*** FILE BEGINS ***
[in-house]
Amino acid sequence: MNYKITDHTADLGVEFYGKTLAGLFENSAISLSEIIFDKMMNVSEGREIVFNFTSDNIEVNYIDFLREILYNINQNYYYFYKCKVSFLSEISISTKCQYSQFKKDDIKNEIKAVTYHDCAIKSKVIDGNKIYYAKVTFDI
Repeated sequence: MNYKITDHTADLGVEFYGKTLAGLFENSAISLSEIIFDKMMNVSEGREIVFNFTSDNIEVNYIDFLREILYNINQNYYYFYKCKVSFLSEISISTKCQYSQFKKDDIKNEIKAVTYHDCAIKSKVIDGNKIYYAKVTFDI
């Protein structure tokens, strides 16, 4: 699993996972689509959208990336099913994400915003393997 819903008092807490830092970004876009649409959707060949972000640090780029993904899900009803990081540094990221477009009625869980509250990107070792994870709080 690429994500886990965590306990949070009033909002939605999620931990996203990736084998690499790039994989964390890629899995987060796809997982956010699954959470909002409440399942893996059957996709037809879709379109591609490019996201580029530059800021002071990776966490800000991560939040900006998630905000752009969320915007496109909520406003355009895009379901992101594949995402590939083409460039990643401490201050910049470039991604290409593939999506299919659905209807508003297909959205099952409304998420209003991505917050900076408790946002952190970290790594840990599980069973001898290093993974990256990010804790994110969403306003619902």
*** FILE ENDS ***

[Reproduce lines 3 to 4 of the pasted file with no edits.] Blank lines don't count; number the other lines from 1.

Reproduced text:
Repeated sequence: MNYKITDHTADLGVEFYGKTLAGLFENSAISLSEIIFDKMMNVSEGREIVFNFTSDNIEVNYIDFLREILYNINQNYYYFYKCKVSFLSEISISTKCQYSQFKKDDIKNEIKAVTYHDCAIKSKVIDGNKIYYAKVTFDI
């Protein structure tokens, strides 16, 4: 699993996972689509959208990336099913994400915003393997 819903008092807490830092970004876009649409959707060949972000640090780029993904899900009803990081540094990221477009009625869980509250990107070792994870709080 690429994500886990965590306990949070009033909002939605999620931990996203990736084998690499790039994989964390890629899995987060796809997982956010699954959470909002409440399942893996059957996709037809879709379109591609490019996201580029530059800021002071990776966490800000991560939040900006998630905000752009969320915007496109909520406003355009895009379901992101594949995402590939083409460039990643401490201050910049470039991604290409593939999506299919659905209807508003297909959205099952409304998420209003991505917050900076408790946002952190970290790594840990599980069973001898290093993974990256990010804790994110969403306003619902």